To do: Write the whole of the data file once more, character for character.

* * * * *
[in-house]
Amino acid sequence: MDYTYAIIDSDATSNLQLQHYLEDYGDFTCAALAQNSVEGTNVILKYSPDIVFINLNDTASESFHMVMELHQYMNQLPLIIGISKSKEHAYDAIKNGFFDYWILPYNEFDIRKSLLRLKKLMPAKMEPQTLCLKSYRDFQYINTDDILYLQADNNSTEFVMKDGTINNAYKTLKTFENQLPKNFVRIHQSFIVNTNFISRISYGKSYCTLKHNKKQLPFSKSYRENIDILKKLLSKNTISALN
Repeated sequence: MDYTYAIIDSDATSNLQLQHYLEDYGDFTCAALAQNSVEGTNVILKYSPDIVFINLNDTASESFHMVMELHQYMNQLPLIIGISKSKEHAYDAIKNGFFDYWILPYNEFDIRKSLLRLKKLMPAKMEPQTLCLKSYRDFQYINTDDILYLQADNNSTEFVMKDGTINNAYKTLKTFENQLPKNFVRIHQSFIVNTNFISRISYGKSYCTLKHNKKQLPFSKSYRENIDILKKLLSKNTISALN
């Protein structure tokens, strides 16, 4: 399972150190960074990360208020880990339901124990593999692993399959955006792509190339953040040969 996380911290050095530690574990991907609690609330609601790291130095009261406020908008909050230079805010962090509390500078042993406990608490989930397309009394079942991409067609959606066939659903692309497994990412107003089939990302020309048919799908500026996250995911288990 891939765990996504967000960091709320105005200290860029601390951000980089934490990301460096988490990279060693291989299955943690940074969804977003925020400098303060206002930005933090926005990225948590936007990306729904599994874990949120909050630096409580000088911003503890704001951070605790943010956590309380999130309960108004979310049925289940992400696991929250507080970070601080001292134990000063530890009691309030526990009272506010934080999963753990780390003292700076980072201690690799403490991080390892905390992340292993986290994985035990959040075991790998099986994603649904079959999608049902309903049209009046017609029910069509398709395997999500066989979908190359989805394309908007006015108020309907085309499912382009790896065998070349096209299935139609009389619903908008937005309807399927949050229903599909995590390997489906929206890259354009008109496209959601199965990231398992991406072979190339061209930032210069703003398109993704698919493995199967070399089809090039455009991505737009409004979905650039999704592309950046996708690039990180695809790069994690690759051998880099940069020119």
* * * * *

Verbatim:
[in-house]
Amino acid sequence: MDYTYAIIDSDATSNLQLQHYLEDYGDFTCAALAQNSVEGTNVILKYSPDIVFINLNDTASESFHMVMELHQYMNQLPLIIGISKSKEHAYDAIKNGFFDYWILPYNEFDIRKSLLRLKKLMPAKMEPQTLCLKSYRDFQYINTDDILYLQADNNSTEFVMKDGTINNAYKTLKTFENQLPKNFVRIHQSFIVNTNFISRISYGKSYCTLKHNKKQLPFSKSYRENIDILKKLLSKNTISALN
Repeated sequence: MDYTYAIIDSDATSNLQLQHYLEDYGDFTCAALAQNSVEGTNVILKYSPDIVFINLNDTASESFHMVMELHQYMNQLPLIIGISKSKEHAYDAIKNGFFDYWILPYNEFDIRKSLLRLKKLMPAKMEPQTLCLKSYRDFQYINTDDILYLQADNNSTEFVMKDGTINNAYKTLKTFENQLPKNFVRIHQSFIVNTNFISRISYGKSYCTLKHNKKQLPFSKSYRENIDILKKLLSKNTISALN
């Protein structure tokens, strides 16, 4: 399972150190960074990360208020880990339901124990593999692993399959955006792509190339953040040969 996380911290050095530690574990991907609690609330609601790291130095009261406020908008909050230079805010962090509390500078042993406990608490989930397309009394079942991409067609959606066939659903692309497994990412107003089939990302020309048919799908500026996250995911288990 891939765990996504967000960091709320105005200290860029601390951000980089934490990301460096988490990279060693291989299955943690940074969804977003925020400098303060206002930005933090926005990225948590936007990306729904599994874990949120909050630096409580000088911003503890704001951070605790943010956590309380999130309960108004979310049925289940992400696991929250507080970070601080001292134990000063530890009691309030526990009272506010934080999963753990780390003292700076980072201690690799403490991080390892905390992340292993986290994985035990959040075991790998099986994603649904079959999608049902309903049209009046017609029910069509398709395997999500066989979908190359989805394309908007006015108020309907085309499912382009790896065998070349096209299935139609009389619903908008937005309807399927949050229903599909995590390997489906929206890259354009008109496209959601199965990231398992991406072979190339061209930032210069703003398109993704698919493995199967070399089809090039455009991505737009409004979905650039999704592309950046996708690039990180695809790069994690690759051998880099940069020119």